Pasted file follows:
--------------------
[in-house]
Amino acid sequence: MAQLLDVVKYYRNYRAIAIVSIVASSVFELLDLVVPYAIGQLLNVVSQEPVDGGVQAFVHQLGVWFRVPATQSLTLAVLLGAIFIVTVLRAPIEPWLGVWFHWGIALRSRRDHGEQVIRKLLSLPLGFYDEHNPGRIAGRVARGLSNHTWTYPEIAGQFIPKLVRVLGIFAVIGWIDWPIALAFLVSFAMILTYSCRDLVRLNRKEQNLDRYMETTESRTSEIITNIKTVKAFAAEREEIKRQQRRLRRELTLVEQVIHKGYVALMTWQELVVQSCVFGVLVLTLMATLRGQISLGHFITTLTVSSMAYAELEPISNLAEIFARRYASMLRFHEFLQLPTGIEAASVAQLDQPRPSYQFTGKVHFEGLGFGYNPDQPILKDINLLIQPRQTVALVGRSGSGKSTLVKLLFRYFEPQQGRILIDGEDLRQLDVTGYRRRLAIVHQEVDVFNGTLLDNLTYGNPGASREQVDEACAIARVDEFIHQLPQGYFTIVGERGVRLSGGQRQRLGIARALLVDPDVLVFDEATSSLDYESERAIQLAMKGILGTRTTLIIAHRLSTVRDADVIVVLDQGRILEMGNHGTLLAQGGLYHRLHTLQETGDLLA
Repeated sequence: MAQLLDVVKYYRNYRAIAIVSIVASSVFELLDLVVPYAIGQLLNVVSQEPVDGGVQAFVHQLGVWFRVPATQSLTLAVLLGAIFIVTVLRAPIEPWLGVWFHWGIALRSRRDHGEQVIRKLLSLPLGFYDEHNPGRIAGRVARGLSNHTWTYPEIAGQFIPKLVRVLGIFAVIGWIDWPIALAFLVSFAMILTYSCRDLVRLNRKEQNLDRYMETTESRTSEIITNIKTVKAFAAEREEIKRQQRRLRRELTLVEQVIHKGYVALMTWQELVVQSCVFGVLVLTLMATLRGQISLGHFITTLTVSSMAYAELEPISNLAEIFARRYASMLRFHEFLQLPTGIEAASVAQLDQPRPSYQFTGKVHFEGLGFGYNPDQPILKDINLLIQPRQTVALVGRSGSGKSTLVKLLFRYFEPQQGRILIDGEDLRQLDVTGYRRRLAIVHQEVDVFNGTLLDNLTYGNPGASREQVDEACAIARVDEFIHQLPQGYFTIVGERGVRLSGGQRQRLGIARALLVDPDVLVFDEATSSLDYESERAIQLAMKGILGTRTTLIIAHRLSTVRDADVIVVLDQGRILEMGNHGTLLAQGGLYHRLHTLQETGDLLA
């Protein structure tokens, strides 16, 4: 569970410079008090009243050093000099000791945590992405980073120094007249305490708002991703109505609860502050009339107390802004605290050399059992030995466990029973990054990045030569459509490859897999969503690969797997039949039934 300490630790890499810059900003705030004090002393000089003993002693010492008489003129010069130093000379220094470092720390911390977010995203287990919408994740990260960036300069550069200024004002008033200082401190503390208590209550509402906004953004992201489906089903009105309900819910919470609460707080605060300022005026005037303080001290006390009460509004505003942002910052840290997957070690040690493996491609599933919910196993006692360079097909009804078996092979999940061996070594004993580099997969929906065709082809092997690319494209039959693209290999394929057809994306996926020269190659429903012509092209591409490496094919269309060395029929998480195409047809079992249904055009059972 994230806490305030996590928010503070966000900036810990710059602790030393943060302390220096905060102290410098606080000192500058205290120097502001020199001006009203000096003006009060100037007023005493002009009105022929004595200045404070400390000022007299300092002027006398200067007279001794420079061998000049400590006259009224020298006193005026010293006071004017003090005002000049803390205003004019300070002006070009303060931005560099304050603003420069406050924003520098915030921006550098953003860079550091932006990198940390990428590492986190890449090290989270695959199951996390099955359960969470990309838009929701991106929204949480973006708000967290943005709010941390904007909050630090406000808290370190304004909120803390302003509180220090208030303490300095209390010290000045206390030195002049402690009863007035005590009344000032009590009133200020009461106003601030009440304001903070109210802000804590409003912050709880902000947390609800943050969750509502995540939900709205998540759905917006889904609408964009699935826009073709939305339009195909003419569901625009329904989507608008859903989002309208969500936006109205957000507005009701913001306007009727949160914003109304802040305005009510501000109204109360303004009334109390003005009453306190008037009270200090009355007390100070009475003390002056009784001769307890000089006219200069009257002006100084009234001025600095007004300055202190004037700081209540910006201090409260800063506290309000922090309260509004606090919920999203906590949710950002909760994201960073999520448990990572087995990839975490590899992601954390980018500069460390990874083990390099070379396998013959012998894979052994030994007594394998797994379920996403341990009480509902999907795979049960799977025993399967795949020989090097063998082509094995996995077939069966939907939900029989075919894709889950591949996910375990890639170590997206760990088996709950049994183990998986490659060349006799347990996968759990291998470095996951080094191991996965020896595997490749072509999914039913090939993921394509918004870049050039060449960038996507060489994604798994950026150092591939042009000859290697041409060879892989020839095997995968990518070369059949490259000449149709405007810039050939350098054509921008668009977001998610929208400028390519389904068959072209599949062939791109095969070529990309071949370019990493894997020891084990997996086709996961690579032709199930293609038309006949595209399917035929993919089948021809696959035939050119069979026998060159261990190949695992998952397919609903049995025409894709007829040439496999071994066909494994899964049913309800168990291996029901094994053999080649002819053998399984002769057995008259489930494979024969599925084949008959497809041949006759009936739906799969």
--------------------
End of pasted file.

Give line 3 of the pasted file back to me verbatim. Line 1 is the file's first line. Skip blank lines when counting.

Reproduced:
Repeated sequence: MAQLLDVVKYYRNYRAIAIVSIVASSVFELLDLVVPYAIGQLLNVVSQEPVDGGVQAFVHQLGVWFRVPATQSLTLAVLLGAIFIVTVLRAPIEPWLGVWFHWGIALRSRRDHGEQVIRKLLSLPLGFYDEHNPGRIAGRVARGLSNHTWTYPEIAGQFIPKLVRVLGIFAVIGWIDWPIALAFLVSFAMILTYSCRDLVRLNRKEQNLDRYMETTESRTSEIITNIKTVKAFAAEREEIKRQQRRLRRELTLVEQVIHKGYVALMTWQELVVQSCVFGVLVLTLMATLRGQISLGHFITTLTVSSMAYAELEPISNLAEIFARRYASMLRFHEFLQLPTGIEAASVAQLDQPRPSYQFTGKVHFEGLGFGYNPDQPILKDINLLIQPRQTVALVGRSGSGKSTLVKLLFRYFEPQQGRILIDGEDLRQLDVTGYRRRLAIVHQEVDVFNGTLLDNLTYGNPGASREQVDEACAIARVDEFIHQLPQGYFTIVGERGVRLSGGQRQRLGIARALLVDPDVLVFDEATSSLDYESERAIQLAMKGILGTRTTLIIAHRLSTVRDADVIVVLDQGRILEMGNHGTLLAQGGLYHRLHTLQETGDLLA